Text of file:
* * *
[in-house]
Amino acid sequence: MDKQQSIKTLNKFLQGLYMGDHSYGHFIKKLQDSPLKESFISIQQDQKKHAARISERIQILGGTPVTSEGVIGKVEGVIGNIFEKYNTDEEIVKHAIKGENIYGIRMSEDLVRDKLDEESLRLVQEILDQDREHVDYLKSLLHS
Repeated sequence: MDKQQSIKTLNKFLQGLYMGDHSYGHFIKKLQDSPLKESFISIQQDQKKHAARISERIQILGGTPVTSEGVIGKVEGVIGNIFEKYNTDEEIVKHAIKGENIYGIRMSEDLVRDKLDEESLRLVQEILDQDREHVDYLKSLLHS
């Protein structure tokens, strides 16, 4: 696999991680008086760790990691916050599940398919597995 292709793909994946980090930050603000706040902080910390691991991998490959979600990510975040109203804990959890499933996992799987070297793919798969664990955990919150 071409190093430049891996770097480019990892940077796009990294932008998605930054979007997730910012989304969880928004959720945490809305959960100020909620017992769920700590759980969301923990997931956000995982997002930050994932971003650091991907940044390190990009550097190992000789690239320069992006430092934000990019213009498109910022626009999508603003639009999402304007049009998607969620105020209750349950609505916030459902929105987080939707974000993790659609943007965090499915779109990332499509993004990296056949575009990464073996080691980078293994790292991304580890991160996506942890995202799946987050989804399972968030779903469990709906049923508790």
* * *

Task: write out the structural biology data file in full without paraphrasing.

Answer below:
[in-house]
Amino acid sequence: MDKQQSIKTLNKFLQGLYMGDHSYGHFIKKLQDSPLKESFISIQQDQKKHAARISERIQILGGTPVTSEGVIGKVEGVIGNIFEKYNTDEEIVKHAIKGENIYGIRMSEDLVRDKLDEESLRLVQEILDQDREHVDYLKSLLHS
Repeated sequence: MDKQQSIKTLNKFLQGLYMGDHSYGHFIKKLQDSPLKESFISIQQDQKKHAARISERIQILGGTPVTSEGVIGKVEGVIGNIFEKYNTDEEIVKHAIKGENIYGIRMSEDLVRDKLDEESLRLVQEILDQDREHVDYLKSLLHS
């Protein structure tokens, strides 16, 4: 696999991680008086760790990691916050599940398919597995 292709793909994946980090930050603000706040902080910390691991991998490959979600990510975040109203804990959890499933996992799987070297793919798969664990955990919150 071409190093430049891996770097480019990892940077796009990294932008998605930054979007997730910012989304969880928004959720945490809305959960100020909620017992769920700590759980969301923990997931956000995982997002930050994932971003650091991907940044390190990009550097190992000789690239320069992006430092934000990019213009498109910022626009999508603003639009999402304007049009998607969620105020209750349950609505916030459902929105987080939707974000993790659609943007965090499915779109990332499509993004990296056949575009990464073996080691980078293994790292991304580890991160996506942890995202799946987050989804399972968030779903469990709906049923508790």